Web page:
13.7.08

Animal Rescue Irish Style


Several times a week I walk a loop near my house which is very beautiful and challenging for the thighs. Rarely does anyone other than the odd asylum seeker say ‘Hi’; even on one Christmas Day there was a distinct absence of season’s greetings although there were more walkers than usual.
Imagine my surprise then, last week, while setting off down the hill, I was stopped by a woman in work-out gear standing looking at something in a garden. ‘There’s a bird trapped in that tree,’ I think she said. Indeed there was a little woodpecker trapped upside down in a net draped over a cherry tree to protect it, not totally effectively it would seem, from birds. But as alarming as the bird’s situation was, it was the woman’s accent that really piqued my interest. ‘Are you Irish?’ I asked, and it turned out she was from Cork. So in an attempt to rescue the bird which would have made the Three Stooges look well organized and efficient, we dithered, oohing and aahing over the poor bird’s distress, ringing door bells, which nodody answered, approaching some Polish workers nearby in search of scissors to cut the bird free – they spoke neither Norwegian or English, and didn’t have scissors – as we nattered on as only Irish women who haven’t spoken to other Irish women in a while can.
How long have you been here? Why are you here? Oh he’s dead! What were the chances of us meeting like that? Let’s try that house over there. Where do you live? Oh, he’s still moving, the poor thing. Oh Lord, what are we going to do? Do you like it here?
We would natter on, then remember the poor bird with the plastic digging into his feathers, trapped upside-down, with us its only hope of escape, then natter on again, walking up and down the road in search of more practical, less voluble people than us.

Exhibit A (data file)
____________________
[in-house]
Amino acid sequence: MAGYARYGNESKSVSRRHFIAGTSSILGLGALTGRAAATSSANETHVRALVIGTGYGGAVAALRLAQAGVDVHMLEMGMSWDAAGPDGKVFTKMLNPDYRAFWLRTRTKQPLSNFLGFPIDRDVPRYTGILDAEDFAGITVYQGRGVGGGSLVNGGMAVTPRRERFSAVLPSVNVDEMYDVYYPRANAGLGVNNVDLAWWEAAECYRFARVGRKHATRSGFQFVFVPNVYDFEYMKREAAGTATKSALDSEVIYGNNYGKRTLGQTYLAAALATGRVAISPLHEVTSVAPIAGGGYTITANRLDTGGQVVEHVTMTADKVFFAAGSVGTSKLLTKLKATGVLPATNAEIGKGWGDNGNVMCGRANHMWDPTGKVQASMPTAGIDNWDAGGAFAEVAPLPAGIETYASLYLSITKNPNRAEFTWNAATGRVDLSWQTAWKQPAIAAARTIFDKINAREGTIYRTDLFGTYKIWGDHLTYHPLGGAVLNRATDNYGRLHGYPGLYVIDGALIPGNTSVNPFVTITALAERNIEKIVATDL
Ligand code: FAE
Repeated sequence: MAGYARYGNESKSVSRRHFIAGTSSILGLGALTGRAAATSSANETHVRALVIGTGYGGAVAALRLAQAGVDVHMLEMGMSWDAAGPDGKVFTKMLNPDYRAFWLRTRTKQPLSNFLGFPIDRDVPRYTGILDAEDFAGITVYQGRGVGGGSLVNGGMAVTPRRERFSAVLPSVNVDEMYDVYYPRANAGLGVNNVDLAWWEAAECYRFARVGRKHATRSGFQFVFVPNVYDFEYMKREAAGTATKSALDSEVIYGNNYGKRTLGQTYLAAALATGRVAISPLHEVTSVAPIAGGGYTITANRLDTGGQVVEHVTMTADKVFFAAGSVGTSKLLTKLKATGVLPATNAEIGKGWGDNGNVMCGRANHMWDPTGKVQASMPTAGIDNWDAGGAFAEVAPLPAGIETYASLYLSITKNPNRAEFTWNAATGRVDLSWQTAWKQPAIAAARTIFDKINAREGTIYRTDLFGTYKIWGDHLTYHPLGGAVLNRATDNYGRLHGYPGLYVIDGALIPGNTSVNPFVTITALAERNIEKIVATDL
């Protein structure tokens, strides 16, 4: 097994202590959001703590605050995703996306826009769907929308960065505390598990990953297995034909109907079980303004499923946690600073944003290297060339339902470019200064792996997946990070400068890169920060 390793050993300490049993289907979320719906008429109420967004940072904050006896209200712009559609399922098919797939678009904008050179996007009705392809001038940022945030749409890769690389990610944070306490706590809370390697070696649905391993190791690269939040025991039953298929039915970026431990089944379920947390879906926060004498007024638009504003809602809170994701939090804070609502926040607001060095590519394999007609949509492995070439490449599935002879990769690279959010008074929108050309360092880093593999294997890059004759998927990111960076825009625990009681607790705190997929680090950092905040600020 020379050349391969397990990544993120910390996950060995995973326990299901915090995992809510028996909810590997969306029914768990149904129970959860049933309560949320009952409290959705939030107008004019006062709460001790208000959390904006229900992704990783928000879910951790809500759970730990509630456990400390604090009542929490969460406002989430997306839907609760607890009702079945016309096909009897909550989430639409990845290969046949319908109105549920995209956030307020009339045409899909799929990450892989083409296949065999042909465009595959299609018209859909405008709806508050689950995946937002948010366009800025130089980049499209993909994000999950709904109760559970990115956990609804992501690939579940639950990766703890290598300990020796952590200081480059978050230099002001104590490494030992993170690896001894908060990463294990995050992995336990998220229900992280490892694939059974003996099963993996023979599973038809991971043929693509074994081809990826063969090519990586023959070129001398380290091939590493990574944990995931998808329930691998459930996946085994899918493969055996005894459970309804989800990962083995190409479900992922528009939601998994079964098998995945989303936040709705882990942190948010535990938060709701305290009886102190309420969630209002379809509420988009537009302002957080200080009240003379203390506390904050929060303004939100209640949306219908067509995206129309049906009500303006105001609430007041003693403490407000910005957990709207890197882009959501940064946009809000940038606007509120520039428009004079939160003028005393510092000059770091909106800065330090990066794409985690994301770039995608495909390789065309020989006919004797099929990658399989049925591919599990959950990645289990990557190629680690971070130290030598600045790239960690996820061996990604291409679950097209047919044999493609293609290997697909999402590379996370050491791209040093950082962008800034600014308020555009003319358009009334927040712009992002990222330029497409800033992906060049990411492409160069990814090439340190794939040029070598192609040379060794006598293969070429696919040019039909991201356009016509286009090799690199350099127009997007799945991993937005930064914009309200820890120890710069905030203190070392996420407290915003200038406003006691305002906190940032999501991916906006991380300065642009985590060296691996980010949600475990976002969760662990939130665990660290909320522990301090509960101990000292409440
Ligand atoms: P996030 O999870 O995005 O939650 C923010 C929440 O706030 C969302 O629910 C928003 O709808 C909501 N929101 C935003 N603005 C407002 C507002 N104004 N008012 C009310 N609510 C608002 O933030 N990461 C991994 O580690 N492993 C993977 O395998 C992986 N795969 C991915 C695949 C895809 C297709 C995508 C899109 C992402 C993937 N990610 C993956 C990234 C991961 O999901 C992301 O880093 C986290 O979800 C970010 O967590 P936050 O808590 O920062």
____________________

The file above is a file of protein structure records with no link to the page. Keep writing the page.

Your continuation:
Eventually, we marched back up the hill a few minutes, to my house, and then armed with an aerated box, scissors and some gardening gloves, and my two daughters, we drove back down to the cherry tree. The children love a good animal rescue as much as any other Animal Planet viewer.
Third-time lucky, and the house owner, heard his bell, and emerged happy to perform the release procedure cutting through his net, and allowing the bird to peck at his fingers while I cut away the more stubborn bits of plastic around the bird’s feet and wings.
Once free, the little woodpecker flew away, to tell all his friends his great adventure story, the cherry tree owner went back inside without as much as an exchange of names, and me and my new Irish friend came back to my place to continue our mutual verbal diarrhea. She was privy to a tour of my daughters’ bedroom (uncharacteristically tidy, as the serendipity continued), and gamely enthused over my younger girl’s cartwheels while we exchanged abbreviated life stories. She has only been here three months, and has just moved into an apartment nearby.
It turned out that she was flying home for a couple of weeks that day, having been delayed by cancellations at Dublin airport the previous day, so couldn’t stay and talk for long. If it wasn’t for Dublin airport’s radar malfunction, a trapped woodpecker, and a mutual love of walking, albeit in opposite directions around the same loop, we would probably never have met.
If only it was always so easy to meet friendly, interesting people.

6 comments:

Five-Browns said...

How cool is that? Am stoked for you Jo - kinship at last! I remember bumping into South Africans while i was abroad and we always had "that connection" regardless of whether we woulda been friends in our own country!

ireneintheworld said...

fab jo. glaswegians do exactly the same! x

Caroline said...

How serendipitous - lol. lovely story

Aidan said...

Now that's a cool story and woody woodpecker lived to fight another day - shucks ;-)

Thriftcriminal said...

Cool when that sort of thing happens, takes the randomness out of life a bit.

Joanne said...

Great story. We moved into a house and the previous owner had done the same (the netting) over the palm trees and the most beautiful birds, weavers love to pull the palm fronds apart to weave their nests. There were 2 dead birds inside the netting. Of course the netting came off straight away, we didnt mind them pulling the fronds apart. But in fact it pays to plant grasses in close proximity for the birds to 'use'. But then of course you would have to care enough.